After war ended in a Northern victory in 1865, Tubman expected the U.S. government to pay her for her wartime service. After all, the Union had offered a bounty (reward) to people who recruited new soldiers. Counting the freed slaves Tubman had convinced to sign up after the Combahee River mission, she figured the government owed her $1,800. But the government refused to pay her the money, even when Secretary of State William Seward (1801-1872; see entry) made a personal appeal on her behalf.
As a result, Tubman lived in relative poverty after the war. She had a home in Auburn, New York, that she shared with her parents. She earned a living by selling fruits and vegetables from her garden door-to-door. The people in town welcomed her into their homes, bought her goods, and listened to her amazing stories about the Underground Railroad. In 1867, Tubman's friend Sarah Bradford published a book called Scenes in the Life of Harriet Tubman. This book discussed Tubman's accomplishments before and during the war and included statements of praise from her important friends, such as Frederick Douglass. Bradford gave the money she earned from sales of the book to Tubman, who used it to build schools to educate freed slaves and facilities to nurse sick and injured blacks.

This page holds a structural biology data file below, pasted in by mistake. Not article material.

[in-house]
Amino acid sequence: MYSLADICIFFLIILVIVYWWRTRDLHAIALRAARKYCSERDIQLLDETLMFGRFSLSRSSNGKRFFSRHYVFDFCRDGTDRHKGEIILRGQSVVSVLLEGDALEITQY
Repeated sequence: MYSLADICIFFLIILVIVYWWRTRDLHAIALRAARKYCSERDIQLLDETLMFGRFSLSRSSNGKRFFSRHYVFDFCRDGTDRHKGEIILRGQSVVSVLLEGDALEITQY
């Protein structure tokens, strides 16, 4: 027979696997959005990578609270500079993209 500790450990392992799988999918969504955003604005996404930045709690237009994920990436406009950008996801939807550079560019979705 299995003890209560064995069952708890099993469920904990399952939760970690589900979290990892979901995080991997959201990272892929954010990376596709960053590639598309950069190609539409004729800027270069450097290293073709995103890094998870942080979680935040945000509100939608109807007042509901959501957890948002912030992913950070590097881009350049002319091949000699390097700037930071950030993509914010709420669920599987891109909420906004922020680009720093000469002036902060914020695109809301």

In 1869, Tubman married Nelson Davis. In the 1870s, she threw her support behind efforts to secure the right to vote for women. In 1897, Tubman received a medal from Queen Victoria (1819-1901) of England. In 1908, she donated land in Auburn to the African Methodist Episcopal Zion Church. The site was to be used for a home for sick and elderly black people. Tubman had several disagreements with the church about how the home should be run, but they eventually settled their differences. As she grew frail, Tubman moved into the home in 1911. She died of pneumonia on March 10,
1913, at the age of ninety-three. A group of Union Army veterans arranged for her to receive a military funeral.
"Harriet Tubman's life story is an inspiration to blacks and women in their ongoing battle for equal rights," Bree Burns wrote in Harriet Tubman and the Fight against Slavery. "She is remembered as a hero who was not afraid to fight for her beliefs. Tubman's dedication to justice has become a model for all Americans."
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